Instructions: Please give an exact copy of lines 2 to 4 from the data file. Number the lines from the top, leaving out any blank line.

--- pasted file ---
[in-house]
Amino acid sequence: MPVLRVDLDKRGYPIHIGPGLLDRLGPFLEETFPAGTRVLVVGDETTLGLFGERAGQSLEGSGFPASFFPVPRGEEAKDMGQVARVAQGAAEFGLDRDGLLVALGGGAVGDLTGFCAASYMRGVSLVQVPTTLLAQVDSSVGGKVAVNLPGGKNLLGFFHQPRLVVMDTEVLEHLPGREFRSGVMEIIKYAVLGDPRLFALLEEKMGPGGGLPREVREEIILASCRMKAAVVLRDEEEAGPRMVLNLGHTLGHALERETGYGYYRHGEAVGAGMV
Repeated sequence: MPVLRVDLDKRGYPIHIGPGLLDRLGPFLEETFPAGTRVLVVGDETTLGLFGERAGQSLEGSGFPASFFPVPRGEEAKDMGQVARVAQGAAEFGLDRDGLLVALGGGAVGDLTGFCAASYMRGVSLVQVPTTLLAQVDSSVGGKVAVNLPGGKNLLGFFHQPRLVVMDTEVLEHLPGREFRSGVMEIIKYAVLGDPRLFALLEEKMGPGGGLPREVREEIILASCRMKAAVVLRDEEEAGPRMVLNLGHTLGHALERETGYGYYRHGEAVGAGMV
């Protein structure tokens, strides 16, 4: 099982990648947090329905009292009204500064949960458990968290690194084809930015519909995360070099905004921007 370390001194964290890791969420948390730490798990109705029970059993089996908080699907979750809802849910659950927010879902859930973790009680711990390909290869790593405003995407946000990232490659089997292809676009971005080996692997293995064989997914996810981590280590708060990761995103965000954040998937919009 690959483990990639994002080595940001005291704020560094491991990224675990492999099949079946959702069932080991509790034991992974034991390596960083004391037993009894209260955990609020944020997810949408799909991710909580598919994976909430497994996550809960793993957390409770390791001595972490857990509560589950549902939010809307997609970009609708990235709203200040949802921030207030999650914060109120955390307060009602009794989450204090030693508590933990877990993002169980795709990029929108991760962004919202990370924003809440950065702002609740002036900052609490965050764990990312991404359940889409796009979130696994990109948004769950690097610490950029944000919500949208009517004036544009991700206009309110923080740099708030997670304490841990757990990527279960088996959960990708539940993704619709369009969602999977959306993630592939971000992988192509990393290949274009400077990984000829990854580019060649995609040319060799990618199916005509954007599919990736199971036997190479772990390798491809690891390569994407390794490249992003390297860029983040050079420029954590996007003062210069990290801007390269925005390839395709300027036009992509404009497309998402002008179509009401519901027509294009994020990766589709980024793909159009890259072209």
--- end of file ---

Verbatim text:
Amino acid sequence: MPVLRVDLDKRGYPIHIGPGLLDRLGPFLEETFPAGTRVLVVGDETTLGLFGERAGQSLEGSGFPASFFPVPRGEEAKDMGQVARVAQGAAEFGLDRDGLLVALGGGAVGDLTGFCAASYMRGVSLVQVPTTLLAQVDSSVGGKVAVNLPGGKNLLGFFHQPRLVVMDTEVLEHLPGREFRSGVMEIIKYAVLGDPRLFALLEEKMGPGGGLPREVREEIILASCRMKAAVVLRDEEEAGPRMVLNLGHTLGHALERETGYGYYRHGEAVGAGMV
Repeated sequence: MPVLRVDLDKRGYPIHIGPGLLDRLGPFLEETFPAGTRVLVVGDETTLGLFGERAGQSLEGSGFPASFFPVPRGEEAKDMGQVARVAQGAAEFGLDRDGLLVALGGGAVGDLTGFCAASYMRGVSLVQVPTTLLAQVDSSVGGKVAVNLPGGKNLLGFFHQPRLVVMDTEVLEHLPGREFRSGVMEIIKYAVLGDPRLFALLEEKMGPGGGLPREVREEIILASCRMKAAVVLRDEEEAGPRMVLNLGHTLGHALERETGYGYYRHGEAVGAGMV
């Protein structure tokens, strides 16, 4: 099982990648947090329905009292009204500064949960458990968290690194084809930015519909995360070099905004921007 370390001194964290890791969420948390730490798990109705029970059993089996908080699907979750809802849910659950927010879902859930973790009680711990390909290869790593405003995407946000990232490659089997292809676009971005080996692997293995064989997914996810981590280590708060990761995103965000954040998937919009 690959483990990639994002080595940001005291704020560094491991990224675990492999099949079946959702069932080991509790034991992974034991390596960083004391037993009894209260955990609020944020997810949408799909991710909580598919994976909430497994996550809960793993957390409770390791001595972490857990509560589950549902939010809307997609970009609708990235709203200040949802921030207030999650914060109120955390307060009602009794989450204090030693508590933990877990993002169980795709990029929108991760962004919202990370924003809440950065702002609740002036900052609490965050764990990312991404359940889409796009979130696994990109948004769950690097610490950029944000919500949208009517004036544009991700206009309110923080740099708030997670304490841990757990990527279960088996959960990708539940993704619709369009969602999977959306993630592939971000992988192509990393290949274009400077990984000829990854580019060649995609040319060799990618199916005509954007599919990736199971036997190479772990390798491809690891390569994407390794490249992003390297860029983040050079420029954590996007003062210069990290801007390269925005390839395709300027036009992509404009497309998402002008179509009401519901027509294009994020990766589709980024793909159009890259072209």